# Calculating electrostatic force on particles

• Jrlinton
In summary, the conversation discusses a homework problem involving the use of "parts" to find the x and y components of a force using the equation F=(kq1q2)/d^2. A calculation mistake is made initially, but is corrected and the correct numerical value is found. The conversation also highlights the importance of considering the signs and directions of the charges when calculating the force components.
Jrlinton

F=(kq1q2)/d^2

## The Attempt at a Solution

So it should be fairly easy to use "parts" to come up with each answer
Part a
Because particle 1 has no pull in the x direction I should be able to ignore it when finding the x component of the force
Fx=k*q3*q4/a^2+k*q3*q2/(a*sqrt2)^2*cos45
=7.46E-4 N
This was incorrect and I did not attempt part 2 as I figured my mistake would carry over to that similar calculation

Check your calculation. I get something else. Spell it out if you want it checked.

8.99E9*(9.5E-8)*(-9.5E-8)/(2.03E-3)+8.99E9*(9.5E-8)(-5E.7)/(4.05E-3)cos45deg
=-0.114623N
it seems that I made a mistake on my cm to m conversion and if I remember correctly this should be absolute value of the charges so
=0.114623N

Numerical value same as what I found.

Jrlinton said:
if I remember correctly this should be absolute value of the charges
No. You are asked for an x-component, which can be negative or positive. Make a sketch to find the right sign. What does the F in your relevant equation represent ?

I realized this after I sent it. Both q2 and q4 are opposite charges of q3 so they are both attractive forces. In regards to the y component q1 will repel q3 while q2 will again be attractive and by glance you can tell the effect of q1 will be greater than q2 you can assume that the answer will be negative in the y direction

BvU
Assuming is one thing, calculating is better .

## 1. How do you calculate the electrostatic force between two charged particles?

The electrostatic force between two charged particles is calculated using Coulomb's law, which states that the force is directly proportional to the product of the charges and inversely proportional to the square of the distance between them. The formula for calculating the electrostatic force is F = (k * q1 * q2) / d2, where k is the Coulomb's constant, q1 and q2 are the charges of the particles, and d is the distance between them.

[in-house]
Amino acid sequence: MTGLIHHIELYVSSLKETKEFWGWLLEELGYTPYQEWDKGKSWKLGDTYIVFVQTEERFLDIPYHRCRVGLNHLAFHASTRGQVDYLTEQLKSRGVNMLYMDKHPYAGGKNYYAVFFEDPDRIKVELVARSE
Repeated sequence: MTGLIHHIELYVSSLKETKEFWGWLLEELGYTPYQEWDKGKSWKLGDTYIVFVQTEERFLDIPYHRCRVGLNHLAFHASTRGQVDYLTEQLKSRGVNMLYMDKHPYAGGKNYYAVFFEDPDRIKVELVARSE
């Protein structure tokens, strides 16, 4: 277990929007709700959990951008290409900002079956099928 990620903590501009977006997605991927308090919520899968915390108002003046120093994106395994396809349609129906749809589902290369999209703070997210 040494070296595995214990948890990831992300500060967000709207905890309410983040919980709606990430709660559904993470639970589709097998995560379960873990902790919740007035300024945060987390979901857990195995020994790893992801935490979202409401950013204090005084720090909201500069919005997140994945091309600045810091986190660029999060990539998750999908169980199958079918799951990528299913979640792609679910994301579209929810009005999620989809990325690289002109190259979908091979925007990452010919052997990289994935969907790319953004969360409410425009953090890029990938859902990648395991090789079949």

## 2. What is the unit of electrostatic force?

The unit of electrostatic force is Newton (N), which is equivalent to kg*m/s2. It is a unit of force that represents the amount of force required to accelerate a mass of one kilogram at a rate of one meter per second squared.

## 3. How does the distance between charged particles affect the electrostatic force?

The electrostatic force between two charged particles is inversely proportional to the square of the distance between them. This means that as the distance between the particles increases, the force decreases. Similarly, as the distance decreases, the force increases. This relationship can be seen in the formula F = (k * q1 * q2) / d2.

## 4. Can the electrostatic force be attractive or repulsive?

Yes, the electrostatic force can be both attractive and repulsive. If the charges of the particles are of opposite sign, the force between them will be attractive, pulling the particles towards each other. On the other hand, if the charges are of the same sign, the force will be repulsive, pushing the particles away from each other.

## 5. How does the magnitude of the charges affect the electrostatic force?

The magnitude of the charges has a direct effect on the electrostatic force between particles. The greater the magnitude of the charges, the stronger the force will be. For example, if the charges are doubled, the force between the particles will also double. This relationship can be seen in the formula F = (k * q1 * q2) / d2.

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